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Basiswar Sen was an eminent Indian scientist and agriculturist. He was a pioneer of the Green Revolution movement that changed the food landscape of India by growing abundant food grains, thereby reducing the possibility of any famine in the country. His wife was Gertrude Emerson Sen, an American author and specialist on Asia. He founded the Vivekananda Laboratory in the Almora region of the Himalayas. He was a friend of many luminaries and dignitaries like Indian Prime minister Pandit Jawaharlal Nehru, poet Rabindranath Tagore, Julian Huxley, D.H. Lawrence etc. He was also very closely related to the Ramakrishna Order and the Ramakrishna Vivekananda movement. He was intimately associated with Dr. Jagadish Chandra Bose, the noted Indian scientist, and Sister Nivedita, the great writer, orator and freedom fighter and direct disciple of Swami Vivekananda. The Government of India awarded him the third highest civilian honour of Padma Bhushan in 1957.

Basiswar was born in Bishnupur area in Bengal in 1887. His father’s name was Rameshwar Sen, who was the first graduate of Calcutta University from Bankura district of Bengal. His mother’s name was Prasannamoyi Devi. His elder brother Sureshwar Sen was an ardent devotee of the Holy Mother Sri Sarada Devi. Owing to the untimely death of Rameshwar, the Sen family was in financial strain. Basiswar or Boshi as he came to be known in his later life, completed his school education by staying with a sister in Ranchi. He passed the BSc examination from St. Xavier’s College in Calcutta. He was introduced to Ramakrishna Order by his friend Bibhuti Bhushon Ghosh. He was intimately associated with Swami Sadananda, also called Gupta Maharaj, a direct monastic disciple of Swami Vivekananda.

Boshi also took a few photographs of the Holy Mother Sri Sarada Devi.

At this time he also came in contact with Sister Nivedita who introduced him to Acharya Jagadish Chandra Bose, the famous Indian scientist, biologist and botanist. Boshi worked with Sir Jagadish Chandra Bose for several years in Bose Institute and even accompanied him to London. In 1923 he travelled to United States on invitation of an American scientist Glen Overton. After his return to India Boshi wanted to do independent research and he parted from Dr. J.C Bose and founded his own laboratory in a small kitchen in Bosepara Lane, Baghbazar, where he was staying. The laboratory was named after Swami Vivekananda. Boshi met Romain Rolland in 1928 and had a discussion on the lives of Ramakrishna and Vivekananda with him. He met Einstein in 1930 in Berlin and had discussions on Science and Religion.

In 1924 Sister Christine or Christine Greenstidel a direct American disciple of Swami Vivekananda had come down to India and took up her accommodation with Boshi. Boshi relocated to Almora where he set up his laboratory in Kundan House, rented with the money of Josephine MacLeod, and Sister Christine stayed there with him for two years. In 1928 Boshi accompanied Sister Christine to New York to help her recover from a failing health, where she breathed her last. In Almora Boshi he met Gertrude Emerson, an explorer, writer and founding member of Society of Women Geographers. She was a graduate of Chicago University, a fellow of Royal Geographical Society and also editor of the Asia Magazine. In 1932 Boshi and Gertrude were married to each other. She became Gertrude Emerson Sen. They had many diginataries as their acquaintances in Kundan House, the most notable among them being Rabindranath Tagore, the mystic poet and noble laureate, Jawaharlal Nehru, Julian Huxley, note danceuse Uday Shankar, Swami Virajananda, the then head of Ramakrishna Order, Carl Jung etc.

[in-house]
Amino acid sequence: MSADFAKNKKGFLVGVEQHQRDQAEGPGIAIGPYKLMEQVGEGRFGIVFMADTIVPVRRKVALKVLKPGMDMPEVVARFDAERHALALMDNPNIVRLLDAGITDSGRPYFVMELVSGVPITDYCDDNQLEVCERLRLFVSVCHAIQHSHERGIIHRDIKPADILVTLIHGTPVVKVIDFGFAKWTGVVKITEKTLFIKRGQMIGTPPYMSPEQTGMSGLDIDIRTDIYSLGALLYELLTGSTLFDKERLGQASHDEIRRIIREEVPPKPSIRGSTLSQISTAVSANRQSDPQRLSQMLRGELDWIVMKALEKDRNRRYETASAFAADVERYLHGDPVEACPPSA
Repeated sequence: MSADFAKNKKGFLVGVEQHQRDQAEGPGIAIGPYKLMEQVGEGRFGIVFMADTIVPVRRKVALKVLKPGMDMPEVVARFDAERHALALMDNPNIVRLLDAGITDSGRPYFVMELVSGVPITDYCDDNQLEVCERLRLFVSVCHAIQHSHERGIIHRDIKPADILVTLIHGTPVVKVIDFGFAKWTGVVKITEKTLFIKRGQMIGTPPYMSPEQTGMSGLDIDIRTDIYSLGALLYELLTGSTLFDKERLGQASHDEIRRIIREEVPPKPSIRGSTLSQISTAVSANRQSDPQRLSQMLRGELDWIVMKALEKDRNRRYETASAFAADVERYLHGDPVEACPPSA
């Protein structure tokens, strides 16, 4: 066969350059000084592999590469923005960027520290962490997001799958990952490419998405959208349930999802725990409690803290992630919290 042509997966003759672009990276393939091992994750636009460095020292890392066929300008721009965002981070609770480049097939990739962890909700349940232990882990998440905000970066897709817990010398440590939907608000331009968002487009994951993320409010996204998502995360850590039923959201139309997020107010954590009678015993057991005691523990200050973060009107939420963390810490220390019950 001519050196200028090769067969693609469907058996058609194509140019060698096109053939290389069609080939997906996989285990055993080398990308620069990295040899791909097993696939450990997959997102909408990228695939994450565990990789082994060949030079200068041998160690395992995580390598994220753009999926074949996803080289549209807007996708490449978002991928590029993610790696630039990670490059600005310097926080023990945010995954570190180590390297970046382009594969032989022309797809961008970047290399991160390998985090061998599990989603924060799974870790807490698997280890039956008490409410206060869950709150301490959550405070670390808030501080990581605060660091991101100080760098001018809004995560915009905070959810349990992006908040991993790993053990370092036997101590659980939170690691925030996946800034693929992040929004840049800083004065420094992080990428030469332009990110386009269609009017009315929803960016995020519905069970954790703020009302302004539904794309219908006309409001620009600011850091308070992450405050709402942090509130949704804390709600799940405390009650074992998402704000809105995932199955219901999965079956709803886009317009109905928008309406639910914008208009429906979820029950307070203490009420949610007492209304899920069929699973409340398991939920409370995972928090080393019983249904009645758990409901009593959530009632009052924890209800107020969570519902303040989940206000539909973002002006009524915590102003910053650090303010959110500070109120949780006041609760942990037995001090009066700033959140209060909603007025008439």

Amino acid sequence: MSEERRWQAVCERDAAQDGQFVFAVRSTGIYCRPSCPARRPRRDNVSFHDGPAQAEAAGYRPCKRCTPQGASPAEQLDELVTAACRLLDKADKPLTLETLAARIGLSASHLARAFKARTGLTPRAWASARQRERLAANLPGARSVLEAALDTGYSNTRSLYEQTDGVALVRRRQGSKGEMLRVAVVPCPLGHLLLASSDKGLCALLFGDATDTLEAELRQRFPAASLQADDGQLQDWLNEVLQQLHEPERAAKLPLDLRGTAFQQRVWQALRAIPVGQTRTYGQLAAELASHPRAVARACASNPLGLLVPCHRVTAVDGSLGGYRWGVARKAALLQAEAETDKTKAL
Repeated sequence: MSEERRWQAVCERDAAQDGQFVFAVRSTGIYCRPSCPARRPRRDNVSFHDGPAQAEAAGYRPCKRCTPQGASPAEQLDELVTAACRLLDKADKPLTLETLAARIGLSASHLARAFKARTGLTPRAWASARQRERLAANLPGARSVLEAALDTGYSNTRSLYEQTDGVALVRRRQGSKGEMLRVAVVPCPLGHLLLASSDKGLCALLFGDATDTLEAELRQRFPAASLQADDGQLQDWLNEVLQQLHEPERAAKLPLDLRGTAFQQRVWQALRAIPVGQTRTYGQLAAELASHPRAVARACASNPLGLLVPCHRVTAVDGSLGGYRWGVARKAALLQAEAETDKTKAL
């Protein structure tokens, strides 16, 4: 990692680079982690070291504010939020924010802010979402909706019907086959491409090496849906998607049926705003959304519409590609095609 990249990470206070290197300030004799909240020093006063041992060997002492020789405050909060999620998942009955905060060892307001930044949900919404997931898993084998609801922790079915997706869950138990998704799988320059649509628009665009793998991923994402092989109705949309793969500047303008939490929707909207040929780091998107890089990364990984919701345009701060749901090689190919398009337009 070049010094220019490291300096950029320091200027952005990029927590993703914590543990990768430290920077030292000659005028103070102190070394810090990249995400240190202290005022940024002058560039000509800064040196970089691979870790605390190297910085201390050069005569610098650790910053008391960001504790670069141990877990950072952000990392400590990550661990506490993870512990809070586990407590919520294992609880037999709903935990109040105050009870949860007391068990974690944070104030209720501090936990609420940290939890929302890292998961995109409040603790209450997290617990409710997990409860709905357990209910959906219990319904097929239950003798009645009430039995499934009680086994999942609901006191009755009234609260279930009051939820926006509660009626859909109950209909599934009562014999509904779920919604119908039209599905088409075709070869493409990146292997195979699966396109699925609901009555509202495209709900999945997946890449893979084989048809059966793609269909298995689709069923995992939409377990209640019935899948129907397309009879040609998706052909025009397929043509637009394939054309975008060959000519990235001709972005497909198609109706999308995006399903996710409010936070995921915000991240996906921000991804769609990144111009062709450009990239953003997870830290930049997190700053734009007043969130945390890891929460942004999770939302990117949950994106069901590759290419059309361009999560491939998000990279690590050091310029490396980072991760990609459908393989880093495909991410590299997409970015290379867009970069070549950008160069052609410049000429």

The Great Bengal Famine of 1943 had changed Boshi’s outlook towards research and from research on plant cell his focus shifted to applied research on agriculture and food grain productivity. In this matter he was deeply influenced by the humanistic endeavours and messages of Swami Vivekananda who identified food problem as one of the major problems plaguing British India. His research in practical and applied agriculture included plant introduction, plant breeding and production of hybrid seeds of maize, jowar, bajra, and onion. In his Vivekananda Laboratory he was successful in production of hybrid maize seeds and hybrid onions. For his pioneering work which heralded Green Revolution in India, he was awarded Padma Bhushan in 1957 and Watmull award in 1962. He was allotted land for the expansion of his work by Uttar Pradesh Government in Hawalbagh. In 1959 his Laboratory was transferred to U. P. Government and it allotted 215 acre land for scientific research.

In 1939, Boshi and Gertrude took initiative in setting up Uday Shankar Cultural Centre at Almora. But the centre lasted only for five years. Boshi was also deeply spiritual in nature. He was inspired by the monks from Ramakrishna Math. He had nursed Swami Sadananda during his last days and was also initiated by him. He was also close to Swami Brahmananda, the first president of the Ramakrishna Mission.He wrote at least one article named Science and Religion

Boshi Sen died on 31 August 1971 in Ranikhet Military Hospital, Almora. After his death Vivekananda Laboratory was absorbed into Indian Council of Agricultural Research (ICAR) as an autonomous unit in 1974, and had a leading role to play in resolving food crisis of India through Green Revolution. It was renamed as Vivekananda Paravatiya Krishi Anisandhan Sanstha.